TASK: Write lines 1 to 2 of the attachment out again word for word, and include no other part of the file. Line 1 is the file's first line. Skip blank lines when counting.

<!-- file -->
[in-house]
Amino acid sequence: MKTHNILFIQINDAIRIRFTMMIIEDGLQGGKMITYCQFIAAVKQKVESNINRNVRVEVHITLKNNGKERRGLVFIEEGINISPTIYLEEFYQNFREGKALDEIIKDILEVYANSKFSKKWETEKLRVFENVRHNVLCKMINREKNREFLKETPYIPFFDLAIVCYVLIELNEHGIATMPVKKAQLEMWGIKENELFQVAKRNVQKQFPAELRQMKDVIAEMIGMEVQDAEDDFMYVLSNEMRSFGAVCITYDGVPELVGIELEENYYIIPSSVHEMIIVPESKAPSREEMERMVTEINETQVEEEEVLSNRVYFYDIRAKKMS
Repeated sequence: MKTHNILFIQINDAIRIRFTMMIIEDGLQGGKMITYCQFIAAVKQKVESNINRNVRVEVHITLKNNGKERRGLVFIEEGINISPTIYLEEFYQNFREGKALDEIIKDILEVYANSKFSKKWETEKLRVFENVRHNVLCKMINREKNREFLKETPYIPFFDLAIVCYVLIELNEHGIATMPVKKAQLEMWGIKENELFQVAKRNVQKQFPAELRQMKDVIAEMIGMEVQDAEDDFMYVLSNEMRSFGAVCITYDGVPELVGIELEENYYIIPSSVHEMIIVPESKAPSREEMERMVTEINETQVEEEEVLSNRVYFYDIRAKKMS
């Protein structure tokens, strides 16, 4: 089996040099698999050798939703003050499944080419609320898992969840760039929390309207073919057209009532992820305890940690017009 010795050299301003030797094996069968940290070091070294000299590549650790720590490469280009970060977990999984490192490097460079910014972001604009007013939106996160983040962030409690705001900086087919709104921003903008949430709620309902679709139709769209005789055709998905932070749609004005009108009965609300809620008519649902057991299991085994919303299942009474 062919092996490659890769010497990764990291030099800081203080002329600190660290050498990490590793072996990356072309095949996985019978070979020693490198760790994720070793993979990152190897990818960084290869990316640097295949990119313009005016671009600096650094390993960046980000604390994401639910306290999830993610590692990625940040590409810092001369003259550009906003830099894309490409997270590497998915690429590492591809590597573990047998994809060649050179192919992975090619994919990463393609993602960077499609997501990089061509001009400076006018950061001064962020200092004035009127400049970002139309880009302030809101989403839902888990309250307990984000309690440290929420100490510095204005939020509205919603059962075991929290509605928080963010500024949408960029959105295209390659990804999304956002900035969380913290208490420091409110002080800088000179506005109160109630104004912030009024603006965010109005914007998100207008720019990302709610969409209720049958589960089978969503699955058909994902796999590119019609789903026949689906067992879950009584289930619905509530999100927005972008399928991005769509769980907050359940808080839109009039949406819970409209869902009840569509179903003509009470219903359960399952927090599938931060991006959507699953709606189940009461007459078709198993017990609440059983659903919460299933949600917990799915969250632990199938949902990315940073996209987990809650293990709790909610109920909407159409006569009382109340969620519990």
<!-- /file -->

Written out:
[in-house]
Amino acid sequence: MKTHNILFIQINDAIRIRFTMMIIEDGLQGGKMITYCQFIAAVKQKVESNINRNVRVEVHITLKNNGKERRGLVFIEEGINISPTIYLEEFYQNFREGKALDEIIKDILEVYANSKFSKKWETEKLRVFENVRHNVLCKMINREKNREFLKETPYIPFFDLAIVCYVLIELNEHGIATMPVKKAQLEMWGIKENELFQVAKRNVQKQFPAELRQMKDVIAEMIGMEVQDAEDDFMYVLSNEMRSFGAVCITYDGVPELVGIELEENYYIIPSSVHEMIIVPESKAPSREEMERMVTEINETQVEEEEVLSNRVYFYDIRAKKMS